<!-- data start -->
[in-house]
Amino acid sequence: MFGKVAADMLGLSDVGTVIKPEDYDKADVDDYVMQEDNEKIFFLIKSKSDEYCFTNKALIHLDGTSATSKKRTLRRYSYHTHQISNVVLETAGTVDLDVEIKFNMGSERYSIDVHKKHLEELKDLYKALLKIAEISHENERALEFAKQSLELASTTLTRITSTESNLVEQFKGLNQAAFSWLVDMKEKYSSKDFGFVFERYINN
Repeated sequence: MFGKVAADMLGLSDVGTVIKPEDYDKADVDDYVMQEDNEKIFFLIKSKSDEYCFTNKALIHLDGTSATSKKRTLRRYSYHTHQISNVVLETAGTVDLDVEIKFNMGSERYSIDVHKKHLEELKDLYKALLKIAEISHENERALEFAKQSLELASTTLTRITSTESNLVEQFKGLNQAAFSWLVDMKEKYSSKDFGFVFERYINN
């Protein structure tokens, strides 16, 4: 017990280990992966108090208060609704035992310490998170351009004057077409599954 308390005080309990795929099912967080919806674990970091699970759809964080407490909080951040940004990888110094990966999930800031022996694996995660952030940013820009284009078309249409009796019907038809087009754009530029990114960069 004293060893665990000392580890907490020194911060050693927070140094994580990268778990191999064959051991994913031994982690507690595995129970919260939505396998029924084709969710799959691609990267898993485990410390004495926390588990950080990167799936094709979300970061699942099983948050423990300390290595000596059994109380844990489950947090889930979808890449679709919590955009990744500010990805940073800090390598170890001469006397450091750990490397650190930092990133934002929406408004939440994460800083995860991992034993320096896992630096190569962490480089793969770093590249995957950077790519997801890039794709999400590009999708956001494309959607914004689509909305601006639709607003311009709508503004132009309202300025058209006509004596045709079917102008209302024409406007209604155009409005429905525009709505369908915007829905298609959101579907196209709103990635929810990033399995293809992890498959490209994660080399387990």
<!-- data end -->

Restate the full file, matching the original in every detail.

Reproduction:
[in-house]
Amino acid sequence: MFGKVAADMLGLSDVGTVIKPEDYDKADVDDYVMQEDNEKIFFLIKSKSDEYCFTNKALIHLDGTSATSKKRTLRRYSYHTHQISNVVLETAGTVDLDVEIKFNMGSERYSIDVHKKHLEELKDLYKALLKIAEISHENERALEFAKQSLELASTTLTRITSTESNLVEQFKGLNQAAFSWLVDMKEKYSSKDFGFVFERYINN
Repeated sequence: MFGKVAADMLGLSDVGTVIKPEDYDKADVDDYVMQEDNEKIFFLIKSKSDEYCFTNKALIHLDGTSATSKKRTLRRYSYHTHQISNVVLETAGTVDLDVEIKFNMGSERYSIDVHKKHLEELKDLYKALLKIAEISHENERALEFAKQSLELASTTLTRITSTESNLVEQFKGLNQAAFSWLVDMKEKYSSKDFGFVFERYINN
């Protein structure tokens, strides 16, 4: 017990280990992966108090208060609704035992310490998170351009004057077409599954 308390005080309990795929099912967080919806674990970091699970759809964080407490909080951040940004990888110094990966999930800031022996694996995660952030940013820009284009078309249409009796019907038809087009754009530029990114960069 004293060893665990000392580890907490020194911060050693927070140094994580990268778990191999064959051991994913031994982690507690595995129970919260939505396998029924084709969710799959691609990267898993485990410390004495926390588990950080990167799936094709979300970061699942099983948050423990300390290595000596059994109380844990489950947090889930979808890449679709919590955009990744500010990805940073800090390598170890001469006397450091750990490397650190930092990133934002929406408004939440994460800083995860991992034993320096896992630096190569962490480089793969770093590249995957950077790519997801890039794709999400590009999708956001494309959607914004689509909305601006639709607003311009709508503004132009309202300025058209006509004596045709079917102008209302024409406007209604155009409005429905525009709505369908915007829905298609959101579907196209709103990635929810990033399995293809992890498959490209994660080399387990």